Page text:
exclave

No, I’m not doing this one just because it sounds kind of like sex slave and exclaim and autoclave (which is what you use to sterilize the tools you use to make your sex slave exclaim, but no this is not about that, no no no). Nor am I doing it just because of the [kskl̥] in its heart – those two crisp voiceless velar stops, the hissy fricative [s] and that voiceless liquid [l̥] (so mystical-sounding!) isolating the second [k] even as it spreads its aspiration onto the /l/ after it… Nor am I doing it even because of the lovely play of shapes in it, the xcl cross curve line ensemble and the half-echoing shape v, all between the squinchy eyes of the e and e, with just the normal a in the heart allowing it to salute you with ave. (Yes, ave sclavussclavus being the source of English slave and Italian ciao, ciao being the modern equivalent of ave and coming from an utterance signifying ‘I am your slave’ – but not sex slave.)

No, I am doing it because of Dahala Khagrabari and, metaphorically, because of Vulcan Point Island. I am doing it because of matryoshka dolls.

Here is what is what. You may know what an enclave is: a country or piece of a country (or other political entity: state, city) that is surrounded on all sides by another country (or same-level political entity). The Vatican is one such, a whole country that is an enclave. There are many enclaves that are pieces of another country, little flecks of territory, administrative spatter over the border. You have to pass through another country to get to them. There may be geographic barriers involved, or it may simply be vagaries of boundaries. Kaliningrad (belonging to Russia) is thought of as one such, although you can also pass across the sea to get to it rather than having to pass through another country per se. There are little exclaves of Germany and Italy in Switzerland.

An exclave is to an enclave as an emigrant is to an immigrant. Broadly, an enclave is an exclave viewed from the surrounding country; an exclave is an enclave viewed from the country from which it is separated. Loan a book to someone else and you could say it becomes an exclave of your property on their bookshelf. Exclaves are not enslaved, but they are not exactly free either. An exclave may be surrounded by more than one country, but it is not in touch with the rest of its own country.

So imagine an exclave of one country in a neighbouring country: a district that belongs to country A but is separated from it in country B. Now imagine that in that exclave of country A there is an exclave of country B. Like a pool of vinegar in the pool of oil floating on your pool of vinegar. Got that? Now imagine an exclave of country A in the exclave of country B in the exclave of country A in country B.

Does that matryoshka-doll-like arrangement sound like Dr. Seuss? It’s not. Country A is India and country B is Bangladesh. And the exclave in an exclave in an exclave is called Dahala Khagrabari #51. It’s not all that large – 7000 square metres – and is not inhabited (it’s a farm field). It’s not separated from the rest of the Indian enclave by much, but it is separated by an exclave of Bangladesh inside an exclave of India in Bangladesh. I do not think there are border guards. It is owned by a Bangladeshi, but it belongs to the country of India. I don’t know why, but the separation of Bangladesh from India was not one of the tidiest things ever to happen. When you rip things apart, sometimes there are rough edges and shreds.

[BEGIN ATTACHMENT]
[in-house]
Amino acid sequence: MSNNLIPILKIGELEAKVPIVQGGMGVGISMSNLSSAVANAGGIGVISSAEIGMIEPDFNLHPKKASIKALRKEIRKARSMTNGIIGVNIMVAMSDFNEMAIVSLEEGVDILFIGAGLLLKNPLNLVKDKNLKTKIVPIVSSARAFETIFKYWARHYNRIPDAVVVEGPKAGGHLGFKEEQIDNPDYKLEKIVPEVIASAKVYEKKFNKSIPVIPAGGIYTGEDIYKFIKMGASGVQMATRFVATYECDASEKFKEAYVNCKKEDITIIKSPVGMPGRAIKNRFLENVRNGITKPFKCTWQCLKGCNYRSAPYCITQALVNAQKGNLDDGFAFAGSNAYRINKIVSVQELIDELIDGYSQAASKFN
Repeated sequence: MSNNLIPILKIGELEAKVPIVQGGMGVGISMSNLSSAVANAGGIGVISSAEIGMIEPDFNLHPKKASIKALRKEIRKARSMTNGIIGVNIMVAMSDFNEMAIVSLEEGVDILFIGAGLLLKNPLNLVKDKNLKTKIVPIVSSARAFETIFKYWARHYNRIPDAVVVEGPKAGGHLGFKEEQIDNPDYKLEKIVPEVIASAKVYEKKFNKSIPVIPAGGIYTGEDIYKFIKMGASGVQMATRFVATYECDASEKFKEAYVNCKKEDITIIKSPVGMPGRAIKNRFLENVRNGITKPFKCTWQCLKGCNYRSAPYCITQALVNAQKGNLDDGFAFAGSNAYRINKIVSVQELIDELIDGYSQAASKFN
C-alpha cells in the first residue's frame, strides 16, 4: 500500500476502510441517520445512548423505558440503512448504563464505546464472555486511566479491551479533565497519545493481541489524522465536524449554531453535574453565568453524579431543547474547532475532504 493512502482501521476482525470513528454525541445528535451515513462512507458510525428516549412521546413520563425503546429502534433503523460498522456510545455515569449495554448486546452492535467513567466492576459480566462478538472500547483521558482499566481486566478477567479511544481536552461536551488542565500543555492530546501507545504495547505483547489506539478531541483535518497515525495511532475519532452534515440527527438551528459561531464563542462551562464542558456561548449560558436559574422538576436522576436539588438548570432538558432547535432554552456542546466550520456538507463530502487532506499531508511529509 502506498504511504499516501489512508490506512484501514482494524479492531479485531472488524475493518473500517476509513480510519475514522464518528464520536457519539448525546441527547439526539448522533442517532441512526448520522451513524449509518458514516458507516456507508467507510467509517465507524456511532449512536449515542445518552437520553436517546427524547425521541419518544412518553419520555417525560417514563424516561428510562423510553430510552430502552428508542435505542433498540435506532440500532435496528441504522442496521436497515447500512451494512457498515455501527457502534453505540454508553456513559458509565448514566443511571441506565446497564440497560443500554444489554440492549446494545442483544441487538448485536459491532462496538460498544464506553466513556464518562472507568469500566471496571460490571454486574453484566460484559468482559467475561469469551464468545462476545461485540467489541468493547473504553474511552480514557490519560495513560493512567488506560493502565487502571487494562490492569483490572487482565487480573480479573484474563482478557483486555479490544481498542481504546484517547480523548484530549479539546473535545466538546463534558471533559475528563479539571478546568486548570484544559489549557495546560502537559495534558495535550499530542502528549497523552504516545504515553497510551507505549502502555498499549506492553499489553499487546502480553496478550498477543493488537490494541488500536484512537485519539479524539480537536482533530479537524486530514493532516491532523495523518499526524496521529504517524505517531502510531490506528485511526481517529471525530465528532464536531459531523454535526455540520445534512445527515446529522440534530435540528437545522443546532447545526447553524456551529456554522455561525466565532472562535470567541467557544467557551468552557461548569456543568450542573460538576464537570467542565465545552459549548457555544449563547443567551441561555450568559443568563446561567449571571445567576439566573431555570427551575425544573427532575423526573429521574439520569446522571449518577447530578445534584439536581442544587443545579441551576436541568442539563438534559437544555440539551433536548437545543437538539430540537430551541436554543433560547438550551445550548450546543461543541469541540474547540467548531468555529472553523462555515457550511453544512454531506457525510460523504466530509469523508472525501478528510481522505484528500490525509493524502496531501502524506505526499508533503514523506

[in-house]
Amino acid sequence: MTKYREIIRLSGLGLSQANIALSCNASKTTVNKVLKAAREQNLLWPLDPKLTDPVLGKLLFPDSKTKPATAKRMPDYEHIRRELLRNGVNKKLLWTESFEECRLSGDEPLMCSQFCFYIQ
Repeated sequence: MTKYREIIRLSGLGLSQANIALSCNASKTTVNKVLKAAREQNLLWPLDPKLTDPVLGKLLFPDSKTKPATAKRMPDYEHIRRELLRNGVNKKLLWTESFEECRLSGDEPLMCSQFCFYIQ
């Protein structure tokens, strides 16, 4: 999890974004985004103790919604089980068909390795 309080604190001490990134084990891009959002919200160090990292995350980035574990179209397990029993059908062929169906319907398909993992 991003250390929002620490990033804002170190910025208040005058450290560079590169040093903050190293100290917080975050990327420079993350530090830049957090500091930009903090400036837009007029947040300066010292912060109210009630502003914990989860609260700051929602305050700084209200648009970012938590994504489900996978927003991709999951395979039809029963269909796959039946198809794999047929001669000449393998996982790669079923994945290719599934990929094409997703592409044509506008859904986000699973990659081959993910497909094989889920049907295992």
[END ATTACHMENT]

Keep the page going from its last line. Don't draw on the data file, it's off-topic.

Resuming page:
When you look at these things on maps, they sort of look like lakes of one country inside land of another country. So Dahala Kagrabari #51 would be like a lake in an island in a lake. Which can make one think of islands as exclaves of the mainland in the sea, and lakes as like exclaves of the sea in the land (ignoring the river connections and the different salinity).

So now imagine an island in a lake in an island in a lake in an island.

It’s called Vulcan Point Island.

It’s in the Philippines. Try the cosmic-zoom-style view.

Exclave, sex slave, schmexlave. This is more like Inception.

In fact, ask yourself: How do you know your wakefulness today is not an exclave of yesterday’s wakefulness inside last night’s dream? And how do you know last night’s dream was not an exclave of the previous night’s dream inside the wakefulness of yesterday, which was an exclave of the day before, which was…

Or, on the other hand, maybe we start life in an exclave of wakefulness in an exclave of dream and so on, tens of thousands of levels down, and when you finally break through all the shells in this matryoshka doll of reality, you exit to eternity.

Something to think about as you fall into sleep… or rise out of wakefulness.

2 responses to “exclave

  1. Speaking of odd en- and exclaves, try this fun and fascinating book: Unruly Places: Lost Spaces, Secret Cities, and Other Inscrutable Geographies, by Alastair Bonnett.
    Also, In the course of my reading I recently came across a neat word and don’t know if you’ve ever covered it: spondulicks (and its variant spellings).

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